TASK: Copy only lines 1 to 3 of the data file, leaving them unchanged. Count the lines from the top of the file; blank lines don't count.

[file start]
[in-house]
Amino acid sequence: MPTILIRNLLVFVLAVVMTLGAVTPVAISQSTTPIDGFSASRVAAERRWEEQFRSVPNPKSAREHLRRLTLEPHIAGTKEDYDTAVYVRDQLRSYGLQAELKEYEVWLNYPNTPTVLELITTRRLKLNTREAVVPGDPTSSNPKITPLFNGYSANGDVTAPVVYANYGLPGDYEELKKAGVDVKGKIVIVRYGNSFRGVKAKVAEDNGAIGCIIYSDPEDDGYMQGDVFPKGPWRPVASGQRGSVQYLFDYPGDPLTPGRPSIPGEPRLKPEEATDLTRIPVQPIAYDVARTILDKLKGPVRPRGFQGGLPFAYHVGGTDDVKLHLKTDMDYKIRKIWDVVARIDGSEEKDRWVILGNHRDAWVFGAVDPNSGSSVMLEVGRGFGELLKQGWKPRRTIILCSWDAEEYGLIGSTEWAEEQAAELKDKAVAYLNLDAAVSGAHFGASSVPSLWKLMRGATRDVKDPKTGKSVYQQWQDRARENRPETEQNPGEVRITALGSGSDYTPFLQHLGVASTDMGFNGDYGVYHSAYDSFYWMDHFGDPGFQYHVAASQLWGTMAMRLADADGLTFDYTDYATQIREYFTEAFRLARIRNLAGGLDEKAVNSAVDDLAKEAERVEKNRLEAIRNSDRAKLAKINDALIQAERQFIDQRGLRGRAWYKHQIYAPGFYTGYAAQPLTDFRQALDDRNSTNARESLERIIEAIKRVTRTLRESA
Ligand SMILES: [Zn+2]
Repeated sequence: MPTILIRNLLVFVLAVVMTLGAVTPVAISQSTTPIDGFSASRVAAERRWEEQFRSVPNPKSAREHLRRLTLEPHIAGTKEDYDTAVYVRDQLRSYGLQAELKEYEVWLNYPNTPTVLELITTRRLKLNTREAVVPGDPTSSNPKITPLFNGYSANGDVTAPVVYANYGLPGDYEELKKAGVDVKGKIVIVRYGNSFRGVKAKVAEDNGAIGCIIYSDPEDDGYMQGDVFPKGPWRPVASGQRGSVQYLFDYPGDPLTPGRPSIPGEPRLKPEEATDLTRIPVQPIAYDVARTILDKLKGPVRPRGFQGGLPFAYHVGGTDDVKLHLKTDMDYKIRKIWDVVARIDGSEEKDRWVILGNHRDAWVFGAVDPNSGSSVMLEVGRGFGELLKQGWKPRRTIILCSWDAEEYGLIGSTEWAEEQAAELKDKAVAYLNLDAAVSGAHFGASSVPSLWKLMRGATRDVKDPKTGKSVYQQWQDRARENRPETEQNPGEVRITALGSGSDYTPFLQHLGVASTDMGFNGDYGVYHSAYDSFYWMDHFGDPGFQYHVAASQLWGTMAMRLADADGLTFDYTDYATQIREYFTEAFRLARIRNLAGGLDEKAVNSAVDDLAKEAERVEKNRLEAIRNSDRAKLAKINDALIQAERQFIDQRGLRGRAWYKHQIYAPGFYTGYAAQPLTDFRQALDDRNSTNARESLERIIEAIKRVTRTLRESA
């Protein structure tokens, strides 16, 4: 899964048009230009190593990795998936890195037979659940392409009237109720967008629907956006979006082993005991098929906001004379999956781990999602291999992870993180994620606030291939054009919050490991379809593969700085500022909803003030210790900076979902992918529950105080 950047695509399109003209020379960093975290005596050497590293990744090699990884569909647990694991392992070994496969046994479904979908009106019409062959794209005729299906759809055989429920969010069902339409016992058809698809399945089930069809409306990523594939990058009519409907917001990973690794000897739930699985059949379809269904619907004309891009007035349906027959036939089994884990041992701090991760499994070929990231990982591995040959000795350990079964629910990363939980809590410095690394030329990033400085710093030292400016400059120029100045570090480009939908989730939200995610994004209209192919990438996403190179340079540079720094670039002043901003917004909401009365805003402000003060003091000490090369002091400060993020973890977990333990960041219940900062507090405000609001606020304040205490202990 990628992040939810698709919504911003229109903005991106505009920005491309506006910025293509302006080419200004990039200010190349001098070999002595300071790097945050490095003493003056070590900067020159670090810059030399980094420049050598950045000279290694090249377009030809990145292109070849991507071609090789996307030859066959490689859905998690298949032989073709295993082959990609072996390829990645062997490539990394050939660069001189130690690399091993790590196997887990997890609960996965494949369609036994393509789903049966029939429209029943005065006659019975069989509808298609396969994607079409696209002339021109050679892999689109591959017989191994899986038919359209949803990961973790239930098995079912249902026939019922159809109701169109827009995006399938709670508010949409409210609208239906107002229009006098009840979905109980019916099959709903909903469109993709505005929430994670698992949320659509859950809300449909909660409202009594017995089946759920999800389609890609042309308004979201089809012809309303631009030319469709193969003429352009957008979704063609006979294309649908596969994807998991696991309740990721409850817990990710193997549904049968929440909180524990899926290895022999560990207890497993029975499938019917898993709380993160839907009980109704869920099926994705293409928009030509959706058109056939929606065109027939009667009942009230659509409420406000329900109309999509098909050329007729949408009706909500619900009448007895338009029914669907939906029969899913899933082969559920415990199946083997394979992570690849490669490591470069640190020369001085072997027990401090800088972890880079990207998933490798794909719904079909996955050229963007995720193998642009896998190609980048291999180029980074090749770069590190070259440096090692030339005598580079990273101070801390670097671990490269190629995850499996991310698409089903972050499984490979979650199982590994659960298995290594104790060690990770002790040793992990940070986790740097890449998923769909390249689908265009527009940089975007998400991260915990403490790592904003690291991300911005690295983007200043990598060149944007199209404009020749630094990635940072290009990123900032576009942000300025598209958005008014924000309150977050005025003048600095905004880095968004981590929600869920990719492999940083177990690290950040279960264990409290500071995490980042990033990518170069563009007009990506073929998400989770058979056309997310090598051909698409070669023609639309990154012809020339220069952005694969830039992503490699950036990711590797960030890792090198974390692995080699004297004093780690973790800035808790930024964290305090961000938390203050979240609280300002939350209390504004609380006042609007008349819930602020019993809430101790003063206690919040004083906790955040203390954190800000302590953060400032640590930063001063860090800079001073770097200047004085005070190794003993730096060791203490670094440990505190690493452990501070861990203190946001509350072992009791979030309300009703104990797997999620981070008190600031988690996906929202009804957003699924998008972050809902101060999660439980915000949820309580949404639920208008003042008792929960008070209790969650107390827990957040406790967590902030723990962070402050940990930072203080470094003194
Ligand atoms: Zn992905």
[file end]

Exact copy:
[in-house]
Amino acid sequence: MPTILIRNLLVFVLAVVMTLGAVTPVAISQSTTPIDGFSASRVAAERRWEEQFRSVPNPKSAREHLRRLTLEPHIAGTKEDYDTAVYVRDQLRSYGLQAELKEYEVWLNYPNTPTVLELITTRRLKLNTREAVVPGDPTSSNPKITPLFNGYSANGDVTAPVVYANYGLPGDYEELKKAGVDVKGKIVIVRYGNSFRGVKAKVAEDNGAIGCIIYSDPEDDGYMQGDVFPKGPWRPVASGQRGSVQYLFDYPGDPLTPGRPSIPGEPRLKPEEATDLTRIPVQPIAYDVARTILDKLKGPVRPRGFQGGLPFAYHVGGTDDVKLHLKTDMDYKIRKIWDVVARIDGSEEKDRWVILGNHRDAWVFGAVDPNSGSSVMLEVGRGFGELLKQGWKPRRTIILCSWDAEEYGLIGSTEWAEEQAAELKDKAVAYLNLDAAVSGAHFGASSVPSLWKLMRGATRDVKDPKTGKSVYQQWQDRARENRPETEQNPGEVRITALGSGSDYTPFLQHLGVASTDMGFNGDYGVYHSAYDSFYWMDHFGDPGFQYHVAASQLWGTMAMRLADADGLTFDYTDYATQIREYFTEAFRLARIRNLAGGLDEKAVNSAVDDLAKEAERVEKNRLEAIRNSDRAKLAKINDALIQAERQFIDQRGLRGRAWYKHQIYAPGFYTGYAAQPLTDFRQALDDRNSTNARESLERIIEAIKRVTRTLRESA
Ligand SMILES: [Zn+2]